International arbitration

By George H. Friedman*

Chairman of the Board, Arbitration Resolution Services


We have blogged in the past about enforcing domestic arbitration awards. The key takeaway? Prior to passage of the Federal Arbitration Act(“FAA”)[1]in 1925, enforcing predispute arbitration agreements and arbitration awards was very difficult.[2]The FAA abrogated the existing law and made written promises to arbitrate matters in the U.S. involving interstate commerce specifically enforceable,[3]and established very limited judicial review of arbitration awards.[4]


But what about enforcing business arbitration awards abroad? Or enforcing in the United States awards rendered in other countries? In both instances, the answer is that arbitration awards are indeed enforceable.


The UN Convention on the Recognition and Enforcement of Foreign Arbitral Awards


The United Nations Convention on the Recognition and Enforcement of Foreign Arbitral Awards(“New York Convention”), was promulgated June 10, 1958[5]and went into effect June 7, 1959. It has since been adopted by 159 nations, including the United States. As the name implies, countries signing the Convention agree to enforce arbitration awards issued in other nations. Countries adopting the Convention may do so: 1) with one of two reservations or exceptions; 2) with both; or 3) with neither. Under the reciprocity exception,the signatory country will only enforce awards coming from another signatory country. The commercial reservation means that the signatory country will only enforce foreign awards involving “commercial” dealings. The United States adopted the Convention subject to both reservations, meaning that U.S. courts will enforce a foreign arbitration award that involves a “commercial” matter and was rendered in a signatory country.

Very Limited Review of Awards

Nations that have adopted the UN Convention agree to apply very limited judicial review of arbitration awards rendered abroad. Article V of the Convention lists only the following grounds for refusing enforcement: 1) incapacity of a party or illegality of contract under the law of the country where the award was rendered (the “host country”); 2) “due process” violations regarding notice of the arbitration; 3) the award is in excess of the arbitrator’s authority under the arbitration agreement; 4) violation of the host country’s arbitration law; 5) the award is not yet binding on the parties or a court in the host country has set aside the award; 6) the subject matter is “not capable of settlement” by arbitration in the enforcing country; and 7) the award violates the enforcing country’s public policy.

U.S. Implementation

Implementing legislation, in the form of FAA Chapter 2,[6]was enacted July 31, 1970. The U.S. then ratified the Convention on September 30, 1970. This FAA chapter is fairly compact, as the summary below indicates:

Section 201: Purpose is enforcement of the Convention.

Section 202:Chapter 2 is not applicable to cases between U.S. citizens, unless property, enforcement, or some other relationship exists abroad.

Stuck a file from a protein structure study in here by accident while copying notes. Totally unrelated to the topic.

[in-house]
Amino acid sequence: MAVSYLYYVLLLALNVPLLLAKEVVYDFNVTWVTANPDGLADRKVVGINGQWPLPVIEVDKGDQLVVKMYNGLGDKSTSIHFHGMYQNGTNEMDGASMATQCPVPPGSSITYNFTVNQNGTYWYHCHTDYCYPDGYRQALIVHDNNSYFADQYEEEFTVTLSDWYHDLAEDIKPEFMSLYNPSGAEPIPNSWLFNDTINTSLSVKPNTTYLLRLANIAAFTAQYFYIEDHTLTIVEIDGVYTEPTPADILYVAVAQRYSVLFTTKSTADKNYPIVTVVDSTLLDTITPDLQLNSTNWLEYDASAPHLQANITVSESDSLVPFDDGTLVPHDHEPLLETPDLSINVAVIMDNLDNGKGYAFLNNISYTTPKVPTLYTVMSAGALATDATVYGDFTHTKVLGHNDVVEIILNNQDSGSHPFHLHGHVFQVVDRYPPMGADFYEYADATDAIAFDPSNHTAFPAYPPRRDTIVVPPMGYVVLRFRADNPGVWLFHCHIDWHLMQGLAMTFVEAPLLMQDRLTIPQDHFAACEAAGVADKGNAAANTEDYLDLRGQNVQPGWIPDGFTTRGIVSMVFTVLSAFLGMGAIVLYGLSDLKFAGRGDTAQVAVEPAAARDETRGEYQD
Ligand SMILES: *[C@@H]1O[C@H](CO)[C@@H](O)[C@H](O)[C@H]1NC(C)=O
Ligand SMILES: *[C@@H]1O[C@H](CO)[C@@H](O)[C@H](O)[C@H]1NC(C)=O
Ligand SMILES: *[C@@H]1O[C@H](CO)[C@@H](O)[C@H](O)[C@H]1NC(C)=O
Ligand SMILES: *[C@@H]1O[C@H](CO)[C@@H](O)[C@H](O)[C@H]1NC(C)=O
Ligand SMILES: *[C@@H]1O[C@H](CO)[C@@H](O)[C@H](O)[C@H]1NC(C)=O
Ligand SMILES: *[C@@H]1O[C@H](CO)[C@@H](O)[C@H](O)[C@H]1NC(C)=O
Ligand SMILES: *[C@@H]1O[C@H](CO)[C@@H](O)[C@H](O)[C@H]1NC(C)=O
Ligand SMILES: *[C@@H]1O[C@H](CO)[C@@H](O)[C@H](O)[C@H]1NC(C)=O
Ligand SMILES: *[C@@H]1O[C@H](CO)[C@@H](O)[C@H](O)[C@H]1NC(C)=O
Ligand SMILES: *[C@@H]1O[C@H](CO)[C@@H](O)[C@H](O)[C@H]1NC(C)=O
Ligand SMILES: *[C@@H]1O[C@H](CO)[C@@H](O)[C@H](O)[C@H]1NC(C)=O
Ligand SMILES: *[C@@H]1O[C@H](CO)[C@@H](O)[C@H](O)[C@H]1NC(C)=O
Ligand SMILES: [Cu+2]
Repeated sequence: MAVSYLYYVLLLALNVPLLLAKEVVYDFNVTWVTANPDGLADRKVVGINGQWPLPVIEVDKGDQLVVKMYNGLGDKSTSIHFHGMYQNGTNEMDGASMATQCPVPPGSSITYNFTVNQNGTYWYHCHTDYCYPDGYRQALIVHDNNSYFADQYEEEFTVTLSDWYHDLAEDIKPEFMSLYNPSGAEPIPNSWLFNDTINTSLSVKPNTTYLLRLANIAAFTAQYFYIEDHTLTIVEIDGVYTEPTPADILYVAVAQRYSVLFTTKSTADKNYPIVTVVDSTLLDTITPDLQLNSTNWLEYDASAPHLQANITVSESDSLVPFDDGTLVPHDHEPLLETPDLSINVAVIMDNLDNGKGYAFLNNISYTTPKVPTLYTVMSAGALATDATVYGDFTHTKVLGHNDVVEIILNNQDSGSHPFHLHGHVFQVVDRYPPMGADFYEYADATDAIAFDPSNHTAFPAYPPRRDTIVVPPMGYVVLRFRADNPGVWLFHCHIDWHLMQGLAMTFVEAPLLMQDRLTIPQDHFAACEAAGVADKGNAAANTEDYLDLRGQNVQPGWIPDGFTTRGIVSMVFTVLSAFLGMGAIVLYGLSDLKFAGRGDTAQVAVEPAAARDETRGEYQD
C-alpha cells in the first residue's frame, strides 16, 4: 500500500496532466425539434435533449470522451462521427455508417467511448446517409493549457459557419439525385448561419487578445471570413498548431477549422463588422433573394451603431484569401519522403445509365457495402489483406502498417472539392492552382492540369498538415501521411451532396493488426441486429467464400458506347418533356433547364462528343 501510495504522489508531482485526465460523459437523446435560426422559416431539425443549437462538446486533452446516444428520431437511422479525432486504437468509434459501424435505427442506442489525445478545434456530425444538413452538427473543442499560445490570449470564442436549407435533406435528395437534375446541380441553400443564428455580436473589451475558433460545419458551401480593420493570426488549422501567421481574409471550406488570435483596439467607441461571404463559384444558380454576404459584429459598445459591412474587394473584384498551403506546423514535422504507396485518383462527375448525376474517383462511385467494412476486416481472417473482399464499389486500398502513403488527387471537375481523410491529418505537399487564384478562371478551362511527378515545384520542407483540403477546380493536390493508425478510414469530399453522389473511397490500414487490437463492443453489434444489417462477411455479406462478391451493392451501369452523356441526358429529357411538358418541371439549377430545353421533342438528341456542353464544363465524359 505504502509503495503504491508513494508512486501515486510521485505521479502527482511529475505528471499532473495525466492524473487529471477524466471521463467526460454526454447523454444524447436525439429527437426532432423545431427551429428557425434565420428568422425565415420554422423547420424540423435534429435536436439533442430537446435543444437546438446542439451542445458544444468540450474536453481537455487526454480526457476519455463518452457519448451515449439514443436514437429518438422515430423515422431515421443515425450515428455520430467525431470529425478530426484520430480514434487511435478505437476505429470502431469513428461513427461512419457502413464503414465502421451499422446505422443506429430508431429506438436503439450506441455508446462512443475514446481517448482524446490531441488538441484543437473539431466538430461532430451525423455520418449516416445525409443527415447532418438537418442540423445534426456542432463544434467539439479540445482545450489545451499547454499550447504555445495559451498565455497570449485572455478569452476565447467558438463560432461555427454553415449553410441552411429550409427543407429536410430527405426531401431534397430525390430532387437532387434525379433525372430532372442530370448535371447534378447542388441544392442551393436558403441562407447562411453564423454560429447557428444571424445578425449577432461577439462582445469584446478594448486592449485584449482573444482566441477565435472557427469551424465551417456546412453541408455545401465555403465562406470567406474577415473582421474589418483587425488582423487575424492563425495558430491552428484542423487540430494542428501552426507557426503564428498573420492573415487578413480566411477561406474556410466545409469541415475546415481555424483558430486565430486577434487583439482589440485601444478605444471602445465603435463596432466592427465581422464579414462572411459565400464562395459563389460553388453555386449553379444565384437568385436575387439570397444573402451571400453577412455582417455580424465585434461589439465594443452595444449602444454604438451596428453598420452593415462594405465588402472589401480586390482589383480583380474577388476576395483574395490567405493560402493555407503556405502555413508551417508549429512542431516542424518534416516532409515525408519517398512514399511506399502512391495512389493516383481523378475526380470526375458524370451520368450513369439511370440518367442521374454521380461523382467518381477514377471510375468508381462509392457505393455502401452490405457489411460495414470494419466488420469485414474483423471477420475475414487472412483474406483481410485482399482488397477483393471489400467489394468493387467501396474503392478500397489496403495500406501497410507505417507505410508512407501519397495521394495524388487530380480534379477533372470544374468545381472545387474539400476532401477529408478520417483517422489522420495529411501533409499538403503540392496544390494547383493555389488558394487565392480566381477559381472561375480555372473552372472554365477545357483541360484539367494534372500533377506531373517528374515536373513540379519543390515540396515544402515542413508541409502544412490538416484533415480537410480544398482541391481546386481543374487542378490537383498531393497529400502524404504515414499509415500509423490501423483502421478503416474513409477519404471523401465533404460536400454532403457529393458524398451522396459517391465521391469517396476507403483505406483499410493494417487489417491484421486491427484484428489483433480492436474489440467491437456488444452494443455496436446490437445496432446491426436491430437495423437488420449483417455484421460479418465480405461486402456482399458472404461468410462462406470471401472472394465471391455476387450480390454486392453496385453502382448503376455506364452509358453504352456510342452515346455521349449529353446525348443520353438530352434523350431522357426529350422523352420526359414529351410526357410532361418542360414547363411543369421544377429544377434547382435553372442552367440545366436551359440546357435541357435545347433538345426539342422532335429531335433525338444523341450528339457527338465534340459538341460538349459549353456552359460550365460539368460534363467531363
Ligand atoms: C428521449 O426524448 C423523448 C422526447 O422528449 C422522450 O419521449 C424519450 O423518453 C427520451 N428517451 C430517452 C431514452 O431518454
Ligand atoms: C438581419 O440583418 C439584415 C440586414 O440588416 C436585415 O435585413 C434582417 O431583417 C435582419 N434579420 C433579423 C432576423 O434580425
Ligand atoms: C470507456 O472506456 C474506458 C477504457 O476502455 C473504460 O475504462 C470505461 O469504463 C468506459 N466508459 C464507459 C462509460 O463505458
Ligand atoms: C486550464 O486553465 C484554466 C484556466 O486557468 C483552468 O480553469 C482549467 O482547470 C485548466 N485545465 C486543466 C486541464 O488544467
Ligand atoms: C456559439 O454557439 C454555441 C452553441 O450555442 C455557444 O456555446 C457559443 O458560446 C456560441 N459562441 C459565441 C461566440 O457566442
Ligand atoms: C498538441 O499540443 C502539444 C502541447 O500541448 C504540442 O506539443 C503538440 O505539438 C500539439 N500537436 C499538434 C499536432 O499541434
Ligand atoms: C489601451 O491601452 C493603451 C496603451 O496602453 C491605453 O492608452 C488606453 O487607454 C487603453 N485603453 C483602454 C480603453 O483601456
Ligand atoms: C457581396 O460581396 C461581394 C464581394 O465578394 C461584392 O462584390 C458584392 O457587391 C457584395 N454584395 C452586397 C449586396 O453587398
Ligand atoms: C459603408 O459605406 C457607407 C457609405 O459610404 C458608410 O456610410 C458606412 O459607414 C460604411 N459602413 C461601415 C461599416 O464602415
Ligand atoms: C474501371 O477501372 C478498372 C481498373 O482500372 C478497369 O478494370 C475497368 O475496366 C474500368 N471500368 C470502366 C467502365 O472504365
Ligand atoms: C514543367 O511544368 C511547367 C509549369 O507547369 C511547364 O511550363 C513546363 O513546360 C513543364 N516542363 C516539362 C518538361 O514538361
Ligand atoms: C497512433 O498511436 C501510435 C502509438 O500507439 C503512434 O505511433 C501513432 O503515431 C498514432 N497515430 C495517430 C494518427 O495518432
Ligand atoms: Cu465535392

Section 203: U.S. district courts have original jurisdiction, irrespective of the amount in dispute. An action under the Convention is tantamount to an action arising under the laws and treaties of the U.S.

Section 204: Venue is the district court which would have had jurisdiction over the dispute, save for the arbitration agreement – OR – per the clause itself, if the location is in the U.S.

Section 205: Defendants can remove cases from State courts.

Section 206: The court can compel arbitration anywhere per the agreement, either in the U.S. or abroad. Courts can also appoint arbitrators.

Section 207: Awards must be confirmed within three years (contrasted to one year under Chapter 1 of the FAA for domestic cases); grounds to vacate are as per the Convention.

Section 208: Chapter 1 of the FAA applies, except to the extent it expressly conflicts with Chapter 2 or the Convention.


Just as with domestic awards, parties involved in international business disputes can rest assured that arbitration awards will be enforced here and abroad under the UN Convention,[7]subject to very limited judicial review. And of course, the many benefits of online arbitration are magnified when arbitrations are conducted abroad!

*George H. Friedman, Chairman of the Board of Directors of Arbitration Resolution Services, Inc., and an ADR consultant retired in 2013 as FINRA’s Executive Vice President and Director of Arbitration, a position he held from 1998. In his extensive career, he previously held a variety of positions of responsibility at the American Arbitration Association, most recently as Senior Vice President from 1994 to 1998. He is an Adjunct Professor of Law at Fordham Law School. Mr. Friedman serves on the Board of Editors of the Securities Arbitration Commentator. He is also a member of the AAA’s national roster of arbitrators. He holds a B.A. from Queens College, a J.D. from Rutgers Law School, is a Certified Regulatory and Compliance Professional, and is admitted to practice in New Jersey and New York, several U.S. District Courts, and the United States Supreme Court.


[1]See 9 U.S.C. §§ 1 et seq., available at


[2]See A Brief History of Commercial Arbitration,available at


[3]See 9 U.S.C. §§ 1 and 2. Note, too, that almost every state has enacted state arbitration laws covering intra-state commerce.


[4]See 9 U.S.C. § 10.


[5]The Convention’s 60thanniversary was celebratedat the United Nations in late June.


[6]84 Stat. 692.

[7]There are other specialized Conventions, such as the Inter-American Convention on International Commercial Arbitration, and the Convention for the Settlement of Investment Disputes between States & Nationals of Other States, but the New York Convention is by far the most utilized.